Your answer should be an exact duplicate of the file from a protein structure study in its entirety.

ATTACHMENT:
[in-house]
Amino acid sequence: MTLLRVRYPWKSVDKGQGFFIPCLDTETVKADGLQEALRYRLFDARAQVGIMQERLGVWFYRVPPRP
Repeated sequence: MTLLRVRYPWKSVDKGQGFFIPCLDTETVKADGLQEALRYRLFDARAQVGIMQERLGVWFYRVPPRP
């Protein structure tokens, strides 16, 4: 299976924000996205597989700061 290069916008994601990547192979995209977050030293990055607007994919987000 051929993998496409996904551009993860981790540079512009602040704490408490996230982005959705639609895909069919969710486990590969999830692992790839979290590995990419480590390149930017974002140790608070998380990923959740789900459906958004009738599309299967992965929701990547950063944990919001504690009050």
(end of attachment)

[in-house]
Amino acid sequence: MTLLRVRYPWKSVDKGQGFFIPCLDTETVKADGLQEALRYRLFDARAQVGIMQERLGVWFYRVPPRP
Repeated sequence: MTLLRVRYPWKSVDKGQGFFIPCLDTETVKADGLQEALRYRLFDARAQVGIMQERLGVWFYRVPPRP
């Protein structure tokens, strides 16, 4: 299976924000996205597989700061 290069916008994601990547192979995209977050030293990055607007994919987000 051929993998496409996904551009993860981790540079512009602040704490408490996230982005959705639609895909069919969710486990590969999830692992790839979290590995990419480590390149930017974002140790608070998380990923959740789900459906958004009738599309299967992965929701990547950063944990919001504690009050």